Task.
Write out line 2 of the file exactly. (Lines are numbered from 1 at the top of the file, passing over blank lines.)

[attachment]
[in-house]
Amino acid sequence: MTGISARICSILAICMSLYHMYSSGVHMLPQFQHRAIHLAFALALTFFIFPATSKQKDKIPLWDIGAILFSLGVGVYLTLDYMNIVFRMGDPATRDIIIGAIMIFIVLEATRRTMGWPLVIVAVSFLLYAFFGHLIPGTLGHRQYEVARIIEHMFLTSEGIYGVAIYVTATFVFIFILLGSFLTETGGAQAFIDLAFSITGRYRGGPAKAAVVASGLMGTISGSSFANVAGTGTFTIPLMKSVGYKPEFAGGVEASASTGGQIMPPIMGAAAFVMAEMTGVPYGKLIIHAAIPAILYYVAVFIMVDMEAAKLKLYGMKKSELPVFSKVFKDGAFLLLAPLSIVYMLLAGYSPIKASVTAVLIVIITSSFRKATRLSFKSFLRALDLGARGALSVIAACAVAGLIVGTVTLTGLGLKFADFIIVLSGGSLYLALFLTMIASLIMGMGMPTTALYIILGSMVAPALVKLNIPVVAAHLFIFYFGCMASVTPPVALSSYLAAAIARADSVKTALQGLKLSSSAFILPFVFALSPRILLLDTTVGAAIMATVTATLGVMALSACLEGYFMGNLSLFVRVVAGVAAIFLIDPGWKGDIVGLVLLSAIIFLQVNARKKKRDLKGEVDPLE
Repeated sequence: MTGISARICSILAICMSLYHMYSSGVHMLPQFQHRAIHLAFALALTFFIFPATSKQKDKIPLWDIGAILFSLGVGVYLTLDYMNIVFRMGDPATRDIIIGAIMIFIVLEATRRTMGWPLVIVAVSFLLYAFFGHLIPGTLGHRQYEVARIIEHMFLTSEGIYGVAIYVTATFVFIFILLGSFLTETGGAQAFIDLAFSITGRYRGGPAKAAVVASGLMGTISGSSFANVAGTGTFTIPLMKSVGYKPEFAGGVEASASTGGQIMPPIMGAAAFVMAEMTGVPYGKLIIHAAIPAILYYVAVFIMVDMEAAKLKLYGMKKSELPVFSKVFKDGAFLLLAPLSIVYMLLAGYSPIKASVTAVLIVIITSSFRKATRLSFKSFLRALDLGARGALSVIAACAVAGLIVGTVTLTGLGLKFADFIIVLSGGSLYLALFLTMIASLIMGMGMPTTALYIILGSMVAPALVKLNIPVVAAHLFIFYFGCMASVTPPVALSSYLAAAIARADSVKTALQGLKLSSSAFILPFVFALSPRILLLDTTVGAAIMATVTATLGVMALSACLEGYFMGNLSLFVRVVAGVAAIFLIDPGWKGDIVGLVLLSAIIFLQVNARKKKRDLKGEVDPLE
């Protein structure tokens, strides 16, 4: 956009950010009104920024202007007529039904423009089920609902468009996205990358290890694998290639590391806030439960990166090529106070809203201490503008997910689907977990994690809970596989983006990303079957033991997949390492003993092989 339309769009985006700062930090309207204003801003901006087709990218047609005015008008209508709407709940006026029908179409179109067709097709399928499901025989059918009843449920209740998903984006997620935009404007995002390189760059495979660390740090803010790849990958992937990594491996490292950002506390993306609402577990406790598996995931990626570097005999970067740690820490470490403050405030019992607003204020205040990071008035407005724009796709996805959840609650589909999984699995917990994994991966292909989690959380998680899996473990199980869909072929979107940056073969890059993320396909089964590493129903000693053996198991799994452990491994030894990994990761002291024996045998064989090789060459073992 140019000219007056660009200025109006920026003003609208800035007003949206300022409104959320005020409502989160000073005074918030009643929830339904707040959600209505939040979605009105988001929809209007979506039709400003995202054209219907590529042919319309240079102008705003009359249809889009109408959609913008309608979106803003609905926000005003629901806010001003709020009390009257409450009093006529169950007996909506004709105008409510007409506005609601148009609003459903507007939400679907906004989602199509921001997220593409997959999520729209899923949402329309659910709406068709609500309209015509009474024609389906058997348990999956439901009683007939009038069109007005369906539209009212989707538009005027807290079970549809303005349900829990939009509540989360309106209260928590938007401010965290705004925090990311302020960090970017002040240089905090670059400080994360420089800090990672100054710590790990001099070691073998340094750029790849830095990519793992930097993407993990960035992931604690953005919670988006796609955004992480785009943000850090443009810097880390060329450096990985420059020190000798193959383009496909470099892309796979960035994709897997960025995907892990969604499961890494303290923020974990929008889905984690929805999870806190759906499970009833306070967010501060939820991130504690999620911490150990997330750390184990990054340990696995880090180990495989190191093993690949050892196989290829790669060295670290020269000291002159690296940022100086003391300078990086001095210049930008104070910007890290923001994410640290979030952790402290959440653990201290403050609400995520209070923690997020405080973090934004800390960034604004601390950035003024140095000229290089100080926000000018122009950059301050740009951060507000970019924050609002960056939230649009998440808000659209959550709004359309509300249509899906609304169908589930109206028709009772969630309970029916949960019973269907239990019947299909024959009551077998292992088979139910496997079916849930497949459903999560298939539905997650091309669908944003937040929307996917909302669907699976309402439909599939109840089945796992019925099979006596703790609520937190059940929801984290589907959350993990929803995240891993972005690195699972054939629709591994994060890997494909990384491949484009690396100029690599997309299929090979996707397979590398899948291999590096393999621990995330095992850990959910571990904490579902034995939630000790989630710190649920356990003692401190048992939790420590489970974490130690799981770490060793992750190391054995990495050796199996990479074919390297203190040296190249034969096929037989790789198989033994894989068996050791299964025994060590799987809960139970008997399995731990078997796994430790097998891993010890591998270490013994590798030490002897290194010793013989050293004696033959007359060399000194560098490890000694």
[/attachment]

Amino acid sequence: MTGISARICSILAICMSLYHMYSSGVHMLPQFQHRAIHLAFALALTFFIFPATSKQKDKIPLWDIGAILFSLGVGVYLTLDYMNIVFRMGDPATRDIIIGAIMIFIVLEATRRTMGWPLVIVAVSFLLYAFFGHLIPGTLGHRQYEVARIIEHMFLTSEGIYGVAIYVTATFVFIFILLGSFLTETGGAQAFIDLAFSITGRYRGGPAKAAVVASGLMGTISGSSFANVAGTGTFTIPLMKSVGYKPEFAGGVEASASTGGQIMPPIMGAAAFVMAEMTGVPYGKLIIHAAIPAILYYVAVFIMVDMEAAKLKLYGMKKSELPVFSKVFKDGAFLLLAPLSIVYMLLAGYSPIKASVTAVLIVIITSSFRKATRLSFKSFLRALDLGARGALSVIAACAVAGLIVGTVTLTGLGLKFADFIIVLSGGSLYLALFLTMIASLIMGMGMPTTALYIILGSMVAPALVKLNIPVVAAHLFIFYFGCMASVTPPVALSSYLAAAIARADSVKTALQGLKLSSSAFILPFVFALSPRILLLDTTVGAAIMATVTATLGVMALSACLEGYFMGNLSLFVRVVAGVAAIFLIDPGWKGDIVGLVLLSAIIFLQVNARKKKRDLKGEVDPLE